With new book for tweens, Ann Arbor lawyer Paul Dimond launches a new career as a fiction writer
Angela J. Cesere | AnnArbor.com
His most recent effort, however, takes him down a different path. With the publication of the tween fiction book “North Coast Almanac,” Dimond, 68, acknowledges a shift in careers. The book—inspired by an area in Northern Michigan near Glen Arbor and written in an effort to help his grandson Jack learn to read—is the first of several works of fiction he has in mind.
“A few years ago my grandson, then approaching his eighth birthday, had a hard time learning to read well enough in school to enjoy chapter books,” Dimond recalled. “So we read stories together at home, including the C.S. Lewis fantasy series about the Pevensie children, the Hardy Boys adventures, and Peter Pan and the better Barry-Pearson riffs about eternal youth. On a plane trip with his mom, Kate, to visit my other daughter Ali, Jack asked, ‘Pip—why don’t you write a kids' novel?’”
Before the plane had landed, they had finished drawing the rough figure of a totem pole with the three generations of the Pippin clan, their long-time animal allies and new adversaries. The result—with a finished version of that original totem on the cover—is a multi-generational work about tough times and an even tougher family.
“We have such a close relationship with my grandkids, (but) part of what made me motivated me to do this story was not just to help Jack to learn how to read, but to kind of convey this kind of resonance that you can have when you can have when you are 50 of 60 years apart from the younger person you’re dealing with,” said Dimond. “Frankly, we learn as much from them as we ever teach them.”
The book’s publisher is Ann Arbor’s Huron River Press. Dimond said local author/educator Nicholas Delbanco encouraged him and helped him find an editor, speeding the process along.
‘Over the 12 months it took me to write the 12 chapters of ‘North Coast Almanac’ and read them with Jack, he graduated from learning to read to reading to learn,’ Dimond said. “He gobbles up books in print and on his eReader and has begun to write short stories and essays on his own. He jumped way above his grade level to become a superior reader.”
Dimond grew up in Ann Arbor and has been associated with the Miller-Canfield firm since 1989. He and his family have close ties to the Glen Arbor area dating back to when he was a child.
“Every year from 1949, when I was five years old, my dad and mom took my older brother and me to a little cottage there on little Glen Lake We went there every summer from 1949-1960,” he recalled. “By then I was in high school and we stopped going. But I still went up with friends to a cottage on Old Mission. Then I bought a place in Glen Arbor in 1975 and took my kids there through 1993 when I sold it to leave for five years working 24-7 at the White House.”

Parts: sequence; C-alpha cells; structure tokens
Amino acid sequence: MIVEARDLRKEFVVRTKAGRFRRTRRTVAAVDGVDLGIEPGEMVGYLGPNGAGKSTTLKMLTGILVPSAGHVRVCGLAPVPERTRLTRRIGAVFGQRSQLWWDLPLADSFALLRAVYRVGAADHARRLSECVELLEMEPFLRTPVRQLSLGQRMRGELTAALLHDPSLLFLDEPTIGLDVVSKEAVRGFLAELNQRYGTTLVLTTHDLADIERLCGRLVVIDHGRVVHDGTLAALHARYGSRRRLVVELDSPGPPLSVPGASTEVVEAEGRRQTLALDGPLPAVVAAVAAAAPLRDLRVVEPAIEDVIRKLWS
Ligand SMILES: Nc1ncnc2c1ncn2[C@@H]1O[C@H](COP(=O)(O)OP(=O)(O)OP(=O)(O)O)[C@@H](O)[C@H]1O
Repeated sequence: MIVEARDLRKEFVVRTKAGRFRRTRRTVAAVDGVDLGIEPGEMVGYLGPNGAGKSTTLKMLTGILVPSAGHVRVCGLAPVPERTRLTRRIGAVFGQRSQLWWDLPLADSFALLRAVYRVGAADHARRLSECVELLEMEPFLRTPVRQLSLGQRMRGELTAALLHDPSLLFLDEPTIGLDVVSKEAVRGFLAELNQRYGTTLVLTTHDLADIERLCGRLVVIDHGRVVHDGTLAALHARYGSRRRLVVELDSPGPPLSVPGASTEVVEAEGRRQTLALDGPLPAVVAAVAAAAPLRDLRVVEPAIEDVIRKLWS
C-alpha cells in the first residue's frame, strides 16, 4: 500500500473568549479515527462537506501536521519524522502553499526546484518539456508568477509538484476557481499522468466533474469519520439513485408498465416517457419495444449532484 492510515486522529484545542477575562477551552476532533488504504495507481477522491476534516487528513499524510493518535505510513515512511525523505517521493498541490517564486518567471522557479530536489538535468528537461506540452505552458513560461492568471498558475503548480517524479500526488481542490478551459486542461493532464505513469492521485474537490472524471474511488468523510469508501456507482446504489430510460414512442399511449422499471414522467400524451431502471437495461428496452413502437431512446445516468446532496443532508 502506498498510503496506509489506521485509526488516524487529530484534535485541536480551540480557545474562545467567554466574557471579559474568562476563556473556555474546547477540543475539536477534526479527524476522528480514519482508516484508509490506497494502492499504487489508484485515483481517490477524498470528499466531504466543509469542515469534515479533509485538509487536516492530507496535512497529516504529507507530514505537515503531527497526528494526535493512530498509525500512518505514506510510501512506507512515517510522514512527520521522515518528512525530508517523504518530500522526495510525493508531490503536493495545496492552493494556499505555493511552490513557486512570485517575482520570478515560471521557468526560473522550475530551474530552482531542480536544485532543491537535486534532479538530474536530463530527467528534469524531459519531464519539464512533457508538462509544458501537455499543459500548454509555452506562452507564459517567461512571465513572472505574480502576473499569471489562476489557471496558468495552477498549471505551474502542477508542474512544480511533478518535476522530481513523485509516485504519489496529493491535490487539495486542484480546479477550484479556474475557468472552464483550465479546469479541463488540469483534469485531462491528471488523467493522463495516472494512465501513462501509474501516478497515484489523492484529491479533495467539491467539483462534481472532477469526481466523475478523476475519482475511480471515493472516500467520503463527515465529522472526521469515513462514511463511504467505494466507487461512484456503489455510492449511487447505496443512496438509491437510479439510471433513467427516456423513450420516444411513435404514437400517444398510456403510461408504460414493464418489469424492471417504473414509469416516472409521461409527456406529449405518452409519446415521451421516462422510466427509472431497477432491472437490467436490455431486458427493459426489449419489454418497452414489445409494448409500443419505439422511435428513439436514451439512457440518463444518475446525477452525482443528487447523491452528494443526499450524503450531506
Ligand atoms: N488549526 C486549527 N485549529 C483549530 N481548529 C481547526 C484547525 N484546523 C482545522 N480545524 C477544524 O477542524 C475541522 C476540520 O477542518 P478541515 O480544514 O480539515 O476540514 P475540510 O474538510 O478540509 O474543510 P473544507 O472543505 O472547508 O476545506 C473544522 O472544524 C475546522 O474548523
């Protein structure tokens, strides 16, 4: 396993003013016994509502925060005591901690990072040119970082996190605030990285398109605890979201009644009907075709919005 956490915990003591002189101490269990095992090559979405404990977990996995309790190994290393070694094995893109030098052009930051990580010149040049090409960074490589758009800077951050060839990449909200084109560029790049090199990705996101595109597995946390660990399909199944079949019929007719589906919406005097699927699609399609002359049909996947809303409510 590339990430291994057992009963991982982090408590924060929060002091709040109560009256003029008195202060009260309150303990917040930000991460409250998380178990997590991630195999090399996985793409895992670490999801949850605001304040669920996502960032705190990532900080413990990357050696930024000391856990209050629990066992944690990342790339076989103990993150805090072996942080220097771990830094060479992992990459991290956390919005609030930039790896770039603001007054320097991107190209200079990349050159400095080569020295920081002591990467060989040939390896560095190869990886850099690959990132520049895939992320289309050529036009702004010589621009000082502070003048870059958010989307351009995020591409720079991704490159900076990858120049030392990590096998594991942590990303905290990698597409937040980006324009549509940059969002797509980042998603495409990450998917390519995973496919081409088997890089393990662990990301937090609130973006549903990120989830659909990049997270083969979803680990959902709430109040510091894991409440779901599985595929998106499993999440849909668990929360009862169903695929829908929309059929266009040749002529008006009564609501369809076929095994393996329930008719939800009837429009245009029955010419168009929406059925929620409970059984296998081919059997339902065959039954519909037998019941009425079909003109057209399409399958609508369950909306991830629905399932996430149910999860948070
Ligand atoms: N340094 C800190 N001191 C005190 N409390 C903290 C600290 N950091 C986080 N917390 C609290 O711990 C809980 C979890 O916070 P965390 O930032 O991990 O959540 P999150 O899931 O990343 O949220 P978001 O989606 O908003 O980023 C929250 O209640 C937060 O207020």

He’s referring to the time he served as Special Assistant for Economic Policy to President Clinton. When he returned home in the fall of 1997 his love affair with Northern Michigan resumed.
Eight years ago, when he turned 60, Dimond said he knew it was time for a sea change.
“I set a goal to do these four things. I was going to do a love story, called ‘Widower’s Song.’ I have drafted that. I was going to do a kids’ story. I have done that and it’s published. I was going to write a historical novel and I’m nearly done with that. And I was going to write a political-intrigue murder mystery and I’m just starting that - ‘it’s called ‘Assassination at the White House.’”
Dimond said his law career is winding down and most of his time now is spent writing and with his family.
“My next published book will be the historical novel called ‘Belle.’ Set in the years 1899-1953, it's about a reclusive woman poet born in Glen Arbor who raises a younger brother when their mother dies. When Belle comes to Ann Arbor when she’s 21 to go to school, she meets Robert Frost, Theodore Roethke and Wystan Auden. It’s the story of their time together,” he said. There’s a big advantage to writing fiction over fact, Dimond said.
“Unlike my stuff I used to write when I was a policy wonk and an advocate, or a constitutional law professor where I had strong views but little influence here, within limits, you can invent your own story lines and outcomes.”